In the absence of release time to learn new technological skills, many members of the college professorate at Santa Fe find it difficult, if not impossible, to carve out any meaningful portion of the workday to learn what is often perceived as a foreign language. Aging faculty members often opt for complete omission of technologically enhancing course delivery, as they are poised on the brink of impending retirement.
For those faculty who manage to find a window of opportunity for learning current and emerging computer technologies, four basic technologies represent the bare minimum for the traditional (non-distance learning) classroom environment -- e-mail, word processing, electronic mailing list (list server) and a class Web site.
E-mail capability is a standard component associated with most Internet service provider (ISP) accounts. At Santa Fe Community College in Gainesville, Florida, all full-time students receive an active e-mail account as a consequence of completing registration. Online cyberspace communication affords students a certain degree of anonymity. For many students, especially older students returning to school, a diminished level of self-confidence in innate ability may be a pre-existing condition. As with most traditional students, older students often feel a heightened sense of anxiety regarding their academic preparedness or the lack thereof. These students, who may be uncomfortable speaking about their academic deficiencies in a face-to-face forum, now have the option of stopping by an instructor's office via cyberspace. Online visits can afford a much needed comfort zone for those students who are too shy to approach the instructor in person. Eventually, most of these students will probably find their way to office hours for face-to-face conferences, provided the online communication is successful in "breaking the ice."
In addition to the psychological benefit of lessened anxiety via faceless communication, students can also use e-mail to improve on basic typing, writing and communication skills. E-mail allows students to talk to the instructor around the clock. Such ongoing communication is vital in environments such as community colleges, which are invariably nonresidential commuter institutions. It is also typical to find students, gainfully employed full- or part-time, whose only free time for asking questions may be late at night long after formal office hours have ended. A student can always send his mail to the instructor's mailbox, irrespective of how many other messages are already waiting for review in the inbox queue. In that regard, e-mail is a more efficient way to use time in an increasingly fast-paced information society.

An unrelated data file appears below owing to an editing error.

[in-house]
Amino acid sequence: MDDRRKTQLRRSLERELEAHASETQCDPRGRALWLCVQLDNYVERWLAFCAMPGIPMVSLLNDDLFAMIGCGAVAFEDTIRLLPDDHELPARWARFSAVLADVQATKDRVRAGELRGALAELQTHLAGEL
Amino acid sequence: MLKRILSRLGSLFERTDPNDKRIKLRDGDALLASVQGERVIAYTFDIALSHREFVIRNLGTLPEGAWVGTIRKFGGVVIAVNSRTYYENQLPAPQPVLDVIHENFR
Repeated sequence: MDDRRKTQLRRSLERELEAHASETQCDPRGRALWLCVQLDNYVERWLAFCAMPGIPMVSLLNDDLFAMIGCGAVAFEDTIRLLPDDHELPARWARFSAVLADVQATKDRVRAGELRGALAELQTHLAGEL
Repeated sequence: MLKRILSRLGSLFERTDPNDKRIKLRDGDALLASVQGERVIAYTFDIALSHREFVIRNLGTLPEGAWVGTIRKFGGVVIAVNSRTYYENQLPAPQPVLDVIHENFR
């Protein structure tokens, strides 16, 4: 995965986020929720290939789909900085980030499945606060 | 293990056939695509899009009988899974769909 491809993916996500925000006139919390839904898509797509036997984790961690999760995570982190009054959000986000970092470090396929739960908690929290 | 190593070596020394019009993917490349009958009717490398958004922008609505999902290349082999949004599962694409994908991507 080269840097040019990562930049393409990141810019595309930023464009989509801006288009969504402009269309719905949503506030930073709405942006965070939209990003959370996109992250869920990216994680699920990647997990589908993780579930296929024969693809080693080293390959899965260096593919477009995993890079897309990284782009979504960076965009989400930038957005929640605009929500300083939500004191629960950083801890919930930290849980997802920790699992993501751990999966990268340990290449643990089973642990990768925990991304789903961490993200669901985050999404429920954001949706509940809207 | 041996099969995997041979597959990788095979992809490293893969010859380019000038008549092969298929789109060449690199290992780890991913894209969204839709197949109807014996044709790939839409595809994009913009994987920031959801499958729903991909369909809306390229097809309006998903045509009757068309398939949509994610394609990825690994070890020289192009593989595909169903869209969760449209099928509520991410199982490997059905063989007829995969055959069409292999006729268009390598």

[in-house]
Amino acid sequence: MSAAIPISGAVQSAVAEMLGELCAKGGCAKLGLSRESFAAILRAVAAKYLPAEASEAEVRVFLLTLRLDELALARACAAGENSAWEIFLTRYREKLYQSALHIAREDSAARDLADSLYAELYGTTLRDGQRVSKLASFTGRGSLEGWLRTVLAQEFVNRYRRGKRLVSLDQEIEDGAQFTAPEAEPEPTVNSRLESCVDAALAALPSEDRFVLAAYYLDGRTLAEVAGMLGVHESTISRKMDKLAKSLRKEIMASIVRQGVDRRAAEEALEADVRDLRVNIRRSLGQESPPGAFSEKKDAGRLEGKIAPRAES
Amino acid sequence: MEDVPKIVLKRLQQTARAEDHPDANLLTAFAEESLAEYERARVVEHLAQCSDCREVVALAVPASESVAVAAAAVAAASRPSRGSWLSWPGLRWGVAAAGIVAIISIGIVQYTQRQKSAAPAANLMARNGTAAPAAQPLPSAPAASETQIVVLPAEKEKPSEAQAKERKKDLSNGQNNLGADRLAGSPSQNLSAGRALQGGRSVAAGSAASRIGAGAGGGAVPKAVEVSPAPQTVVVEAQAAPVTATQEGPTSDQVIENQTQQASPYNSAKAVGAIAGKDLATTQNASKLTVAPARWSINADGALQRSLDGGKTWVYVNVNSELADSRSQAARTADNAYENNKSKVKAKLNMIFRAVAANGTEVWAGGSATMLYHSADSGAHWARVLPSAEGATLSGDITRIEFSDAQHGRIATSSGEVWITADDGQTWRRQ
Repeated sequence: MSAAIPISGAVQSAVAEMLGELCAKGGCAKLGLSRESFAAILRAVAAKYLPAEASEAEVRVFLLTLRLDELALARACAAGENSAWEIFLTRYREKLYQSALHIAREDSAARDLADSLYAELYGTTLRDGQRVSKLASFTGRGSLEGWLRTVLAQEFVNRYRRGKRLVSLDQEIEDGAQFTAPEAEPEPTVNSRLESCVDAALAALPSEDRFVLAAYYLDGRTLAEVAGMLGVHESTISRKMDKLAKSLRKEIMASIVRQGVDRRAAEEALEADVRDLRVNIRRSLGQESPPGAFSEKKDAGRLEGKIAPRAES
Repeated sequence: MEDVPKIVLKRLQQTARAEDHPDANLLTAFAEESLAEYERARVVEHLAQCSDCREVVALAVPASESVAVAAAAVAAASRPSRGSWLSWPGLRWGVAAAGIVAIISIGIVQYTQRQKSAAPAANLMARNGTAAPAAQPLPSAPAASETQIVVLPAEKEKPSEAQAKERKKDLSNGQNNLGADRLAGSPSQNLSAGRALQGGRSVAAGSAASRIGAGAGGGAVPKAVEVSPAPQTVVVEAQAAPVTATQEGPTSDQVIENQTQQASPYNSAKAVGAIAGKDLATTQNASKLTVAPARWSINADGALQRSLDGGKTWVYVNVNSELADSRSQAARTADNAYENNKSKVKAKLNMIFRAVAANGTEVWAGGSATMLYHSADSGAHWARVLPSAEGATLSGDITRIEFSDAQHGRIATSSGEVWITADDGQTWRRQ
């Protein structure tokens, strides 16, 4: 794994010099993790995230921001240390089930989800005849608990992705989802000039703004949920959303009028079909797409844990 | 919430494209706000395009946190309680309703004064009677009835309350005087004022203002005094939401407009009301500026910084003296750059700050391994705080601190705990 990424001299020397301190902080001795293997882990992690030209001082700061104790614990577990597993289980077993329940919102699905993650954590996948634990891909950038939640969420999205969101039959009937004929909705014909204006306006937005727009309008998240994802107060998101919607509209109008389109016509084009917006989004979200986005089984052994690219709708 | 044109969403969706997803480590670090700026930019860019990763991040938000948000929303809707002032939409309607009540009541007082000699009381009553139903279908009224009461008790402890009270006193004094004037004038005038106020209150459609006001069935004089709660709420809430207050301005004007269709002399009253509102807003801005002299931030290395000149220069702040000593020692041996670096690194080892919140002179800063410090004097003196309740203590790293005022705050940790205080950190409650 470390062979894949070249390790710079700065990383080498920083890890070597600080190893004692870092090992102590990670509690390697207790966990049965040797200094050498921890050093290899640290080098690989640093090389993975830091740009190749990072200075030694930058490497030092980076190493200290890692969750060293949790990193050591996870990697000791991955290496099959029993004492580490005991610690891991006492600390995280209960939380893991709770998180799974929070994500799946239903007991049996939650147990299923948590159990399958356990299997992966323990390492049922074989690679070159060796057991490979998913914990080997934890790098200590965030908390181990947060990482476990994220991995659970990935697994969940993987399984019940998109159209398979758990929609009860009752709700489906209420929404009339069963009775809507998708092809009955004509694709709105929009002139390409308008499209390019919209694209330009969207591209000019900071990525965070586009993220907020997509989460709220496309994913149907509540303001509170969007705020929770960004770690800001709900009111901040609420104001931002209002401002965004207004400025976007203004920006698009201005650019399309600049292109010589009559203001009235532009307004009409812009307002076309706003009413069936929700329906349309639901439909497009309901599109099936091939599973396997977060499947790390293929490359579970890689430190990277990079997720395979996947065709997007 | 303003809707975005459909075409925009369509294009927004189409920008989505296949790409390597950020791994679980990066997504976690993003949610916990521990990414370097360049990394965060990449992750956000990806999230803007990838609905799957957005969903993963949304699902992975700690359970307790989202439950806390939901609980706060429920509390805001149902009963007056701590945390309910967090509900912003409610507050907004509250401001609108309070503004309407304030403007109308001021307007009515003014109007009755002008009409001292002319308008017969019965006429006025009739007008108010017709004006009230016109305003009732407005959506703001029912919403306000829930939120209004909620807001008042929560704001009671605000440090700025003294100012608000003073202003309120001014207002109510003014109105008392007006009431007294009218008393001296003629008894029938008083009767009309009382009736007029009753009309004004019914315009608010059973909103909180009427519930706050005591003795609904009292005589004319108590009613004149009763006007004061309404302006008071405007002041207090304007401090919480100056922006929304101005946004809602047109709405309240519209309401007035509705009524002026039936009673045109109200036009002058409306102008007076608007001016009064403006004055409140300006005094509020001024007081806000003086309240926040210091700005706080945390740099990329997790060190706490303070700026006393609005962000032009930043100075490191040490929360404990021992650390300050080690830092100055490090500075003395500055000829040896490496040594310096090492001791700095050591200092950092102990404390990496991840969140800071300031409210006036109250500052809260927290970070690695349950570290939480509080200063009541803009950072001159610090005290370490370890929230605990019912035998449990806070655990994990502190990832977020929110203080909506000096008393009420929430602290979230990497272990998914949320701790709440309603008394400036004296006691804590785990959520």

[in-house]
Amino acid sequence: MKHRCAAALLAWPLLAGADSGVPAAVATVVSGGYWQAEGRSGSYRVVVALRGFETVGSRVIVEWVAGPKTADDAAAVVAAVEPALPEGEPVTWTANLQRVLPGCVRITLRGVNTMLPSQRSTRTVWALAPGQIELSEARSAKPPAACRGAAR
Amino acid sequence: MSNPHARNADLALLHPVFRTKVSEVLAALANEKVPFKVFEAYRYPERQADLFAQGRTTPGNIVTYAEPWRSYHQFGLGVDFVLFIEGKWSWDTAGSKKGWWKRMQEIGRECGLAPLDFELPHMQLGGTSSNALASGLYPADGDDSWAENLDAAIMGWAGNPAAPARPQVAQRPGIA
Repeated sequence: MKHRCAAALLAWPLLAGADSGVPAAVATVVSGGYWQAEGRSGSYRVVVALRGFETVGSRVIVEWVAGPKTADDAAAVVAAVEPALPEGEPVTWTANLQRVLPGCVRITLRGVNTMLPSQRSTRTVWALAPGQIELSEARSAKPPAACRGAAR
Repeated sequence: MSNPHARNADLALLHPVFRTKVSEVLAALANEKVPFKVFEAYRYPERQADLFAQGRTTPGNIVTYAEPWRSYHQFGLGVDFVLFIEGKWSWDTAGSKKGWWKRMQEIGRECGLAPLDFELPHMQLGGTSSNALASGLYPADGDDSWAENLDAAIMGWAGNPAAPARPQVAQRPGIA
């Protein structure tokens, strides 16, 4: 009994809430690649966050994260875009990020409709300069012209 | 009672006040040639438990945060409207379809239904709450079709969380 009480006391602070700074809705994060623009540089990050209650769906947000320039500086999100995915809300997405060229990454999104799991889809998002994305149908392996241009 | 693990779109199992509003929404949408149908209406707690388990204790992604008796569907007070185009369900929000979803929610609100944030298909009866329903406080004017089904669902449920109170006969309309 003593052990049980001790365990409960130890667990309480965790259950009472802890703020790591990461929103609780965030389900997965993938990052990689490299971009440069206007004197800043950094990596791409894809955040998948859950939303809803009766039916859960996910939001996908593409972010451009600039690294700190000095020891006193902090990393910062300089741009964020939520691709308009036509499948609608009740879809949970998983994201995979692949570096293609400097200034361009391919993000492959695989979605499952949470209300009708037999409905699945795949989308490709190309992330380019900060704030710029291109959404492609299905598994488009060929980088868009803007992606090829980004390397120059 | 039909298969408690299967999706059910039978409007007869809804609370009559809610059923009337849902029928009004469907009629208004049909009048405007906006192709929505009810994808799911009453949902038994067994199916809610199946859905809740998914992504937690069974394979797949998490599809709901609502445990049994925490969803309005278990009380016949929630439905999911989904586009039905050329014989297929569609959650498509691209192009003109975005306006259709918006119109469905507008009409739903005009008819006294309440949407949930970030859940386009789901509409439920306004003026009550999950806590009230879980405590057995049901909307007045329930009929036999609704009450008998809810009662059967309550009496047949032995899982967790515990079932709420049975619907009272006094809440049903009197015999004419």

The role of the community college in preparing students for successful workforce interaction in this computer age is an extremely important one. Community college faculties who seek to honor this role in traditional classroom settings should include e-mail correspondence as a regular and routine requirement of course completion.
Typewriters are fast becoming dinosaurs at Santa Fe Community College. Their most frequent appearance occurs during periodic college auctions of surplus property. Students preparing for successful integration into a technological workforce must have basic word processing skills. Via the college wide Big Open Lab (a.k.a. the Bowl), students gain exposure to commonly utilized software packages including Corel WordPerfect and Microsoft Word.
For those novice computer users who possess well below average computer skills, regularity in required use of a word processing program can serve as a catalyst for greater student involvement in a computerized learning environment. Useful word processing software should be actively integrated into the requirements of a traditional class. This has the potential to specifically target and help those students who may suffer from acute computer phobia.
Production of professional reports and documentation, in minimal time, is an increasingly important key skill for information dissemination. Students should be routinely required to submit reports that are prepared with a standard word processor program. This requirement is a precursor to real world expectations and standards of performance in industry. Universal company standards generally outlaw handwritten reports; such documents are widely held as inappropriate for distribution to reading audiences.
Electronic mailing list (list server)
The class mailing list is perhaps one of the greatest timesaving devices for faculties and students. Rather than answering the same question repeatedly, the instructor only has to answer a frequently asked question (FAQ) once; then any and all students who are subscribed to the mailing list can read the relevant response. This ability to reduce redundancy increases instructor efficiency, and allows students to receive clarification on subject matter on a group basis, rather than one by one. Generally, these lists are not monitored and students and instructor contribute at will. However, a fixed limit on the number of messages sent by student participants can be pre-established.
When students are allowed to contribute to the class mailing list without monitoring, however, there can be a drawback due to perceived "junk mail." Some students may tend to send the wrong type of question, as well as erroneous information through the class list server. Nonetheless, students should be reminded to read all messages as posted; junk mail quickly becomes obvious, and repeat offenders can be penalized by removal from the mailing list -- a timeout, if you will, for naughty behavior. The advantages of having an electronic mailing list and discussion site far outweigh the disadvantage associated with periodic junk mail that may be inadvertently forwarded by a student contributor.